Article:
Thursday, November 17, 2016

Strong reaction against the closing of Pak-Turk schools in Pakistan

by Salman Hameed

Erdogan is visiting Pakistan these days. He spoke to the Pakistan parliament for the third time. But he wanted the closure of Pak-Turk schools - and be got them. These schools have been running in Pakistan for 21 years and serve close to 20,000 students in several Pakistani cities They have an excellent reputation - but yes, they are also part of Gulen schools. Since Erdogan is going after Gulen with a vengeance, it is little surprise that he wanted these schools to be shut down in Pakistan as well. Pakistani government, for its part, resisted for a while. Their reasoning was correct and reasonable: There is no evidence for any illegal activity from any of the teachers of these schools. In addition, we cannot suddenly leave thousands of kids without teachers simply because Erdogan says so. However, now things have changed. Pakistan government has now asked the staff of Pak-Turk schools to leave within 3 days!! Here are some details:
In August this year, Pakistan promised Turkey’s visiting Foreign Minister Mevlut Cavusoglu that it would honour his request to look into the matter of the Pak-Turk International Schools’ alleged links with US-based cleric Gulen. Now, finding themselves in the midst of a political battle they want nothing to do with, hundreds of Turkish citizens, many of whom have lived in Pakistan since 1995, move to wrap up their lives at a few days’ notice. 
Car dealers were called to the schools in Lahore on Wednesday to oversee the sale of vehicles owned by Turkish teachers and staff members. “We are selling them at throwaway rates after being ordered to leave the country within 72 hours. This is highly unfair,” said a Turkish teacher, who serves at an administrative post at a Pak-Turk school in Lahore.  
He said government officials had stopped taking their calls. “However, we have been told that the police will arrest us if we do not leave by Nov 20,” he said, adding that they feared that they could be detained upon arrival in Turkey.
Talking to Dawn, a woman Turkish teacher demanded to know how the Pakistani government could hand them a ‘marching order’ without framing a charge sheet. “My husband and I moved here 11 years ago. My youngest son was born here one-and-a-half- years ago and has never visited Turkey. Pakistan is his country now,” she said, requesting not to be named as it might invite trouble for the family.
This is truly unfortunate. Dawn has a strong editorial in response to this, but it starts quite politely:
Turkey's President Erdogan is a welcome and honoured guest to Pakistan this week and we hope his visit will deepen investment and development ties between the two countries. 
However, his visit has coincided with a controversial decision taken by the government here: the Pak-Turk Education Foundation’s Turkish staff and their families have been given three days to leave the country, causing the foundation’s management to move court against the orders.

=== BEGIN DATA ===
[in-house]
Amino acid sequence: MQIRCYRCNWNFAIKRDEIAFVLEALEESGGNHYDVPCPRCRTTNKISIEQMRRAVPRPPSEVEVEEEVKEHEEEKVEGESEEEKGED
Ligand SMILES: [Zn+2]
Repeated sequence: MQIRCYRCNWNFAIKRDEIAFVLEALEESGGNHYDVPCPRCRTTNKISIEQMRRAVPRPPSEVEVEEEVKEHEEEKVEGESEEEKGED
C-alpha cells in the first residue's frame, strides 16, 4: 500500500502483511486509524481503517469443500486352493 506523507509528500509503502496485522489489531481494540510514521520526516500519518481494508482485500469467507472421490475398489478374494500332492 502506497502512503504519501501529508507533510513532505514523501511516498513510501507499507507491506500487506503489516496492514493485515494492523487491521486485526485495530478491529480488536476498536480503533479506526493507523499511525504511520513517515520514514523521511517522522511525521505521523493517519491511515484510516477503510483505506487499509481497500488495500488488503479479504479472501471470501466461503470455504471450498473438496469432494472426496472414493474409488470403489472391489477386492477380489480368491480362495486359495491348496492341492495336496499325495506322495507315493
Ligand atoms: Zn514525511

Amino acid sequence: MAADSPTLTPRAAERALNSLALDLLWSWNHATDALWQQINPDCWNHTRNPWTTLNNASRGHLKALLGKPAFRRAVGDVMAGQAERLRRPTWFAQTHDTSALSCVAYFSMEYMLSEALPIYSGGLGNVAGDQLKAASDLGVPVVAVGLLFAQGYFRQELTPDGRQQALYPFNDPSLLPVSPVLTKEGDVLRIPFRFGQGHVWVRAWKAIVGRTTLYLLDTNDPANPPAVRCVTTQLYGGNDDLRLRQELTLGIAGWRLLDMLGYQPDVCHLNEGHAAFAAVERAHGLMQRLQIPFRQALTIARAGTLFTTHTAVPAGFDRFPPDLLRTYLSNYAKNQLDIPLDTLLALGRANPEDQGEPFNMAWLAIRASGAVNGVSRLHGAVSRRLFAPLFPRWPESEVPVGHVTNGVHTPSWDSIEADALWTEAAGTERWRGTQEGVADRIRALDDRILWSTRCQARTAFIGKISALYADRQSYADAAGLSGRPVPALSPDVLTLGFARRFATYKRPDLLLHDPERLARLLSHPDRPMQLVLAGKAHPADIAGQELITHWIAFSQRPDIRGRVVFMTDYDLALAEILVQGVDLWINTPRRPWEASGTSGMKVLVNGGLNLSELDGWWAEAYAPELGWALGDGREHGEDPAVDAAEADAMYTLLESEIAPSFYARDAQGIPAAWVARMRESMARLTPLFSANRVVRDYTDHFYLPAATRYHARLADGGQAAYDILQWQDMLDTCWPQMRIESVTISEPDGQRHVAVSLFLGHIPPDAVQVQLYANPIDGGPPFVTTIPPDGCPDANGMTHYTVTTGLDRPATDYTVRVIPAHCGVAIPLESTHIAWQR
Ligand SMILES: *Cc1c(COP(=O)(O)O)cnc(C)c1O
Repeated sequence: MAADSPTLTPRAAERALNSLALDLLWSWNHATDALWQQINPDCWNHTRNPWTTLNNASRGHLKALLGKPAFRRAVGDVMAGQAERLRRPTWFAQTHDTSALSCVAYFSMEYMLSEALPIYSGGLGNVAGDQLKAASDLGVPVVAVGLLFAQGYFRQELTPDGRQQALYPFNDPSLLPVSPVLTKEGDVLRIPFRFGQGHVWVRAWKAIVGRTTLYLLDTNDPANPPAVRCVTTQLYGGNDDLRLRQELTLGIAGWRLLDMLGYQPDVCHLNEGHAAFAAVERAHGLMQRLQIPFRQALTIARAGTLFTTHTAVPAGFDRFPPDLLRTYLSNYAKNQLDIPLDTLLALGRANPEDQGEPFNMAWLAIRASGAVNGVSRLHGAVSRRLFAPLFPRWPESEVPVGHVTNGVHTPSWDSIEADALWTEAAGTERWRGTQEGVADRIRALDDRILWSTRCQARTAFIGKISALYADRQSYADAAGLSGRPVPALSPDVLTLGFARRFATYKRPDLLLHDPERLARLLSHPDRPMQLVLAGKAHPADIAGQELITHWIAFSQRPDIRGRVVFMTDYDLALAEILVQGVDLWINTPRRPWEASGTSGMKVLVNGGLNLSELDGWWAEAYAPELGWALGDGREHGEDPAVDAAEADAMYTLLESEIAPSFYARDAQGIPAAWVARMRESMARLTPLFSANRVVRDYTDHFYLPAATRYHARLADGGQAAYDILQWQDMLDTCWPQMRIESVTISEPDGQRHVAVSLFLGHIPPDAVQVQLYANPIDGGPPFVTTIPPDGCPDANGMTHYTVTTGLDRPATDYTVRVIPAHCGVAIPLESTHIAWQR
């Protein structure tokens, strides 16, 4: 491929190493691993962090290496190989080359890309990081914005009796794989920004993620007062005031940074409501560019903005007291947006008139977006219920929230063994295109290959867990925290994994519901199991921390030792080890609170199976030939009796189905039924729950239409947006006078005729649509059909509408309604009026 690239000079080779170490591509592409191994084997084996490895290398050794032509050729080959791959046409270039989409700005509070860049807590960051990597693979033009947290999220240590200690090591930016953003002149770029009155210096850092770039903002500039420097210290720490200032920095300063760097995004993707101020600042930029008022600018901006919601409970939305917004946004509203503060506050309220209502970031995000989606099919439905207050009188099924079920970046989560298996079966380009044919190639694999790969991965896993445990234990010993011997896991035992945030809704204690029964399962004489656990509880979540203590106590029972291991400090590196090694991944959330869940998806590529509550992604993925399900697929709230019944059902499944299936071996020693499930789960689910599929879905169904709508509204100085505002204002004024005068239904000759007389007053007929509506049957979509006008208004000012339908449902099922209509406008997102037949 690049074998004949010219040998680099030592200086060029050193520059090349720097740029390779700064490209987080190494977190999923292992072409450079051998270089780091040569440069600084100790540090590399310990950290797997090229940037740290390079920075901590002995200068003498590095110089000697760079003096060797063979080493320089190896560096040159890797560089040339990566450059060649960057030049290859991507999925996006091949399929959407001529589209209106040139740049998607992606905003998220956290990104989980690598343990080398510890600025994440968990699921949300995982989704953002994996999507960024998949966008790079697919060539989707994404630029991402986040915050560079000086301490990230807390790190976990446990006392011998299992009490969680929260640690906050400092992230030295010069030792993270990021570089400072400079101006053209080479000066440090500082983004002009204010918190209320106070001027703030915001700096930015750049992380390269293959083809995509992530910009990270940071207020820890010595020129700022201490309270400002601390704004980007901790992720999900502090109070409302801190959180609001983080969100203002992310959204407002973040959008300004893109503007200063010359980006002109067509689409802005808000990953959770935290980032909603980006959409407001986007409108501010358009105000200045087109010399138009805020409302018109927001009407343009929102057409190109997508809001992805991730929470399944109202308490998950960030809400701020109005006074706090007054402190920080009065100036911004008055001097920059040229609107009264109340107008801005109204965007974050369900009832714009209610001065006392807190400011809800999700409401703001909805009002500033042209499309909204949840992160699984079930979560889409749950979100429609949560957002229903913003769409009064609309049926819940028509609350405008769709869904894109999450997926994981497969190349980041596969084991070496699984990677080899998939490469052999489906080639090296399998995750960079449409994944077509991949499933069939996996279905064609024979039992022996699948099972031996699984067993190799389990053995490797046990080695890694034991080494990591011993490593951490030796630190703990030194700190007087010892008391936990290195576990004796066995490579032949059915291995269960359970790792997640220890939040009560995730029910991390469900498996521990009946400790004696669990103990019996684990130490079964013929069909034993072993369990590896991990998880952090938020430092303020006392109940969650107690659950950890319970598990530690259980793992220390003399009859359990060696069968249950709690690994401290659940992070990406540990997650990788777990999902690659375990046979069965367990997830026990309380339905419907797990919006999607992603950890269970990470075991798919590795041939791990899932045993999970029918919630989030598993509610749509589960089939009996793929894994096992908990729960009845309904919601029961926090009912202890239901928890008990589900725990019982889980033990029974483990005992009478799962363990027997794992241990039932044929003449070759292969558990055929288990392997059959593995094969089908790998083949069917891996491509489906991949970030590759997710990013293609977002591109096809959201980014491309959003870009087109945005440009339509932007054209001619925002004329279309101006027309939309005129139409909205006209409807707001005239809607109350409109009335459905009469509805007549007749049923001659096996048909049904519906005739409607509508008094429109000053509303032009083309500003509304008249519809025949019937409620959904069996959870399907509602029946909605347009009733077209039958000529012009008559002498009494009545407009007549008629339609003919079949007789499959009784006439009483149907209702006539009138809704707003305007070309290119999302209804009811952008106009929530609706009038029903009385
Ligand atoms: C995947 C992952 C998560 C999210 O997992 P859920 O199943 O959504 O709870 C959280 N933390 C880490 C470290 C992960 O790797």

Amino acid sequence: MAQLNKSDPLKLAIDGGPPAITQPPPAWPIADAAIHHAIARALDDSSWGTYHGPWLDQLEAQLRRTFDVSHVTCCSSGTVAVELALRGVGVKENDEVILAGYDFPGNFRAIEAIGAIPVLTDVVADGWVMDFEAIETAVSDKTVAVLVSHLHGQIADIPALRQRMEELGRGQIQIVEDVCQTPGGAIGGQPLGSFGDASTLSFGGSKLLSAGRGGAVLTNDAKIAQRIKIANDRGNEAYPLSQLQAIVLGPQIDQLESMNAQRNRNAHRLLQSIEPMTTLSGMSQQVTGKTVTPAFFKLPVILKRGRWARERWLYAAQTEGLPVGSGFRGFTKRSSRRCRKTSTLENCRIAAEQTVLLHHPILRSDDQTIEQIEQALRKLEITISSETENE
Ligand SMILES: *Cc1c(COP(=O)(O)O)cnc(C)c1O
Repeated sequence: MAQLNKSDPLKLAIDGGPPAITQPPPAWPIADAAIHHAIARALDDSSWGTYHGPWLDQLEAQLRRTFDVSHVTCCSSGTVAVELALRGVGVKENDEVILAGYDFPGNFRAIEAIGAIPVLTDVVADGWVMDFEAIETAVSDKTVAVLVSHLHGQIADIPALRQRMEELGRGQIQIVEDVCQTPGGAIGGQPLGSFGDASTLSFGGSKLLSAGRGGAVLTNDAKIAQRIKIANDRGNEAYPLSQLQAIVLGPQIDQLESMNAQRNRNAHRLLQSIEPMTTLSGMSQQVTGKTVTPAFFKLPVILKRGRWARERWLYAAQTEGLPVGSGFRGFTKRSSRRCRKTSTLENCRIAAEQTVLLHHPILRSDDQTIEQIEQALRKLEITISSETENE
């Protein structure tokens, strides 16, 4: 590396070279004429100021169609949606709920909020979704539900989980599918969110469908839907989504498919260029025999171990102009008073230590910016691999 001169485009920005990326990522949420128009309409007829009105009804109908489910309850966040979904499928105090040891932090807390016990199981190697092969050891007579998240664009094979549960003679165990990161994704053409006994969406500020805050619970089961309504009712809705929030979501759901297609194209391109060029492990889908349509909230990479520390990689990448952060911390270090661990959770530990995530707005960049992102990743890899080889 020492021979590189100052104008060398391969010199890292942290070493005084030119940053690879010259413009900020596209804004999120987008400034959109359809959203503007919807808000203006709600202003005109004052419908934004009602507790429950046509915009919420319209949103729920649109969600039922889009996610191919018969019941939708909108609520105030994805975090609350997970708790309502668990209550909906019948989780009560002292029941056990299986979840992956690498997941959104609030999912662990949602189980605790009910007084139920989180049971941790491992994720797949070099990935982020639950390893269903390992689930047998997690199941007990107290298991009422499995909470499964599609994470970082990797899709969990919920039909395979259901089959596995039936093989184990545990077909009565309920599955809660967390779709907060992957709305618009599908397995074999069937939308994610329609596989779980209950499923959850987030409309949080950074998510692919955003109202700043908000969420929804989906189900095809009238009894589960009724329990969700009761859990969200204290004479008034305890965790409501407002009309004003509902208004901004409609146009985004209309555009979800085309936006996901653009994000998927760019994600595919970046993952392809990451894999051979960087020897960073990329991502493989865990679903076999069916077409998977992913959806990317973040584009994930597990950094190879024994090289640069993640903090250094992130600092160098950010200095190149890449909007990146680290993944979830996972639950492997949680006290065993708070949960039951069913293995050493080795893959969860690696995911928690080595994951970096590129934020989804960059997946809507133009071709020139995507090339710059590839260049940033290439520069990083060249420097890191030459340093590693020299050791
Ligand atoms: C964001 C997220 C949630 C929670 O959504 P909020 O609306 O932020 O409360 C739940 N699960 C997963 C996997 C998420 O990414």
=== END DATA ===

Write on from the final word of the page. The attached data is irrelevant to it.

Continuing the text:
The Pak-Turk schools are administered by a foundation linked to Fethullah Gulen, once an ally of Mr Erdogan. However, since July’s abortive coup attempt, the Turkish leadership has blamed Mr Gulen for sponsoring the overthrow attempt, resulting in a global crackdown on the religious and educational network led by him. 
While the coup attempt in Turkey may or may not have been instigated by Mr Gulen, Islamabad’s arbitrary decision is uncalled for. There are thousands of Pakistani children who have benefited from these schools since the 1990s, and there are thousands who will now suffer if their teachers are sent home. 
True, there is nothing wrong with closer government scrutiny if it is felt that teaching methods or the syllabus content is flawed. But the sudden move to issue marching orders, and that too on the eve of Mr Erdogan’s visit, smacks of intentions that may have nothing to do with the quality of teaching or education. 
There are two aspects to the unfortunate situation that must be highlighted.
First, while the coup attempt in Turkey was an event that was justifiably condemned by all those who believe in democracy, the Turkish government’s response has been unduly severe in several aspects, including the pressure on Pakistan to close down the schools. 
Pakistan would have done well to dispassionately assess the situation, especially because it concerned the fate of so many students who might have been worse off in other schools, given the overall state of education here. 
Second, many among the staff now being asked to leave have been working in these schools for several years. They had no visa issues previously, and there was not even a hint of their being linked to any illegal activity. Many have now voiced concerns they might be victimised by Turkish authorities on their return. 
It would be better then for Pakistan and Turkey to see this issue as one impacting the studies of thousands of boys and girls, and address it keeping in mind the future of these students.
I think it is too late to hope for some sanity in this situation. 

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